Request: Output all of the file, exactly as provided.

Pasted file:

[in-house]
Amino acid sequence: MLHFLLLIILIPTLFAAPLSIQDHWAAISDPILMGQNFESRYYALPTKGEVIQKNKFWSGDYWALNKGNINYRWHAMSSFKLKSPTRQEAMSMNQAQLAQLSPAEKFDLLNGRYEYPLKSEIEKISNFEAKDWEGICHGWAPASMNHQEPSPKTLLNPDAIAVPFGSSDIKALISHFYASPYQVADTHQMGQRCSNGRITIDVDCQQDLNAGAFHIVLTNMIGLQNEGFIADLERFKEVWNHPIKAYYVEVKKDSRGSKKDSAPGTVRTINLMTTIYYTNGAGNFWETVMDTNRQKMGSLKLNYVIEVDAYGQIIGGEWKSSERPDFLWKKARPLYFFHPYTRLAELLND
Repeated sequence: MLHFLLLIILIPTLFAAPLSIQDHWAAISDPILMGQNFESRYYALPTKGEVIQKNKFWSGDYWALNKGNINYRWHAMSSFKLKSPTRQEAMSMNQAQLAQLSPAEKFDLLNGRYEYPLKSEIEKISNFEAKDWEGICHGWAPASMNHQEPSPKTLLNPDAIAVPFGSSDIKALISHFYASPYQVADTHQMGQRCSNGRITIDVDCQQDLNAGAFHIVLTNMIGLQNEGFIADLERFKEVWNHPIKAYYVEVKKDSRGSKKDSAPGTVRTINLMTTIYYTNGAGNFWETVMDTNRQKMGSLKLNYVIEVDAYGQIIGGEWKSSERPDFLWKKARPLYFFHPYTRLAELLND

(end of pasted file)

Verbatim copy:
[in-house]
Amino acid sequence: MLHFLLLIILIPTLFAAPLSIQDHWAAISDPILMGQNFESRYYALPTKGEVIQKNKFWSGDYWALNKGNINYRWHAMSSFKLKSPTRQEAMSMNQAQLAQLSPAEKFDLLNGRYEYPLKSEIEKISNFEAKDWEGICHGWAPASMNHQEPSPKTLLNPDAIAVPFGSSDIKALISHFYASPYQVADTHQMGQRCSNGRITIDVDCQQDLNAGAFHIVLTNMIGLQNEGFIADLERFKEVWNHPIKAYYVEVKKDSRGSKKDSAPGTVRTINLMTTIYYTNGAGNFWETVMDTNRQKMGSLKLNYVIEVDAYGQIIGGEWKSSERPDFLWKKARPLYFFHPYTRLAELLND
Repeated sequence: MLHFLLLIILIPTLFAAPLSIQDHWAAISDPILMGQNFESRYYALPTKGEVIQKNKFWSGDYWALNKGNINYRWHAMSSFKLKSPTRQEAMSMNQAQLAQLSPAEKFDLLNGRYEYPLKSEIEKISNFEAKDWEGICHGWAPASMNHQEPSPKTLLNPDAIAVPFGSSDIKALISHFYASPYQVADTHQMGQRCSNGRITIDVDCQQDLNAGAFHIVLTNMIGLQNEGFIADLERFKEVWNHPIKAYYVEVKKDSRGSKKDSAPGTVRTINLMTTIYYTNGAGNFWETVMDTNRQKMGSLKLNYVIEVDAYGQIIGGEWKSSERPDFLWKKARPLYFFHPYTRLAELLND